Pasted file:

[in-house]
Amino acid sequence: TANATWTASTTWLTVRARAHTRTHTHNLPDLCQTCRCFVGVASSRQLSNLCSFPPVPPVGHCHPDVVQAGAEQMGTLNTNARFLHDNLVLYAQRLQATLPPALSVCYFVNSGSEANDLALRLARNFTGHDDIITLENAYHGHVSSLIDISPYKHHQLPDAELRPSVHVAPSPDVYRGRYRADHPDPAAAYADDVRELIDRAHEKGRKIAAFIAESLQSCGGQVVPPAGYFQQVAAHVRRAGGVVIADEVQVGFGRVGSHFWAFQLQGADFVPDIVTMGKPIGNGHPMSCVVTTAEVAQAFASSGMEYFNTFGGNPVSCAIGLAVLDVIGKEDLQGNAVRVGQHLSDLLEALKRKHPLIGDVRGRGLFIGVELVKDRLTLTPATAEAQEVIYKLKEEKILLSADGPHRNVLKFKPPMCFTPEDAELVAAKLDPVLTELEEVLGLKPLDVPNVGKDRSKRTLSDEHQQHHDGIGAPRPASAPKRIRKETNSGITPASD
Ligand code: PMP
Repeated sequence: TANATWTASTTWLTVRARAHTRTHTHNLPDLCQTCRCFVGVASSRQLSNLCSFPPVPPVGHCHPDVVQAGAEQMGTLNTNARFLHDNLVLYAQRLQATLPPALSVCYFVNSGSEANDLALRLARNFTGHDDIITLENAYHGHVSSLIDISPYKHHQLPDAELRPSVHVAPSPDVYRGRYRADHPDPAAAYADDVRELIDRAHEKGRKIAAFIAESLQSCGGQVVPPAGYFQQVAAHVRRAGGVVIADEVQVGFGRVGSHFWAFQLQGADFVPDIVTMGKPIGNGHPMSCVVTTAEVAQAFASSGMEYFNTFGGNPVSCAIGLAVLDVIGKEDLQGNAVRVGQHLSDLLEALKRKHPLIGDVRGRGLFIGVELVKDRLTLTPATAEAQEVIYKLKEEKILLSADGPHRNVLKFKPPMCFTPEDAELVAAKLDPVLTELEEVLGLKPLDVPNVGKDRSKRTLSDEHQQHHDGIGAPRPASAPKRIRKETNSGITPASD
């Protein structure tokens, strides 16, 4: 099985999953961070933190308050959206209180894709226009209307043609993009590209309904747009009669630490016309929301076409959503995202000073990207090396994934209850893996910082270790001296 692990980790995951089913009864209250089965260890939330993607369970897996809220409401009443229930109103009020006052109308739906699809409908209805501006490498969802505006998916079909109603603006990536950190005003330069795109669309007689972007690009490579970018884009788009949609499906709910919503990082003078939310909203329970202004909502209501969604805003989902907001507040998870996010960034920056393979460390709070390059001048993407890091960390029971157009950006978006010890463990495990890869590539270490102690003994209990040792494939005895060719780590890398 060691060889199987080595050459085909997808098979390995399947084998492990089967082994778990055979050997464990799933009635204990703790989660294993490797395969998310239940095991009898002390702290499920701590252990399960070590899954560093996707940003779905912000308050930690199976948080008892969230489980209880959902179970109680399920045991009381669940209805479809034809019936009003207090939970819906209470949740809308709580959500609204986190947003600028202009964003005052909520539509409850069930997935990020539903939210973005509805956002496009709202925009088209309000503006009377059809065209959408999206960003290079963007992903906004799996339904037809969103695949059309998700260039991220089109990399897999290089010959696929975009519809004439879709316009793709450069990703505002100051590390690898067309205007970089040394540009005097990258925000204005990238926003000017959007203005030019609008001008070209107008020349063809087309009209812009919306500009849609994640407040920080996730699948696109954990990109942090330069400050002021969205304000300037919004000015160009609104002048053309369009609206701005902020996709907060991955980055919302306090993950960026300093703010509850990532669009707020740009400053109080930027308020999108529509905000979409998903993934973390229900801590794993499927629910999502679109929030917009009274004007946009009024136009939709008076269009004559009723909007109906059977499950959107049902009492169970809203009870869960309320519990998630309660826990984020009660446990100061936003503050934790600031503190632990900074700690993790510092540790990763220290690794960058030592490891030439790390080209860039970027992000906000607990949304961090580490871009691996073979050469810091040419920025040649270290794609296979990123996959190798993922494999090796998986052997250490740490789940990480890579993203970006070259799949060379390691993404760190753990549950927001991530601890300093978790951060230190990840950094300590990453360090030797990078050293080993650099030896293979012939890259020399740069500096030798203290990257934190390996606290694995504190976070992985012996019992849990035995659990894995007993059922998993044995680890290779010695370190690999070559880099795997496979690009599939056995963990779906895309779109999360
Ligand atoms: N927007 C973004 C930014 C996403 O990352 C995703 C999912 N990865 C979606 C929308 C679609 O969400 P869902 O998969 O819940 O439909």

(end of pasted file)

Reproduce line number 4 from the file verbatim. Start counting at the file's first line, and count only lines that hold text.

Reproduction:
Repeated sequence: TANATWTASTTWLTVRARAHTRTHTHNLPDLCQTCRCFVGVASSRQLSNLCSFPPVPPVGHCHPDVVQAGAEQMGTLNTNARFLHDNLVLYAQRLQATLPPALSVCYFVNSGSEANDLALRLARNFTGHDDIITLENAYHGHVSSLIDISPYKHHQLPDAELRPSVHVAPSPDVYRGRYRADHPDPAAAYADDVRELIDRAHEKGRKIAAFIAESLQSCGGQVVPPAGYFQQVAAHVRRAGGVVIADEVQVGFGRVGSHFWAFQLQGADFVPDIVTMGKPIGNGHPMSCVVTTAEVAQAFASSGMEYFNTFGGNPVSCAIGLAVLDVIGKEDLQGNAVRVGQHLSDLLEALKRKHPLIGDVRGRGLFIGVELVKDRLTLTPATAEAQEVIYKLKEEKILLSADGPHRNVLKFKPPMCFTPEDAELVAAKLDPVLTELEEVLGLKPLDVPNVGKDRSKRTLSDEHQQHHDGIGAPRPASAPKRIRKETNSGITPASD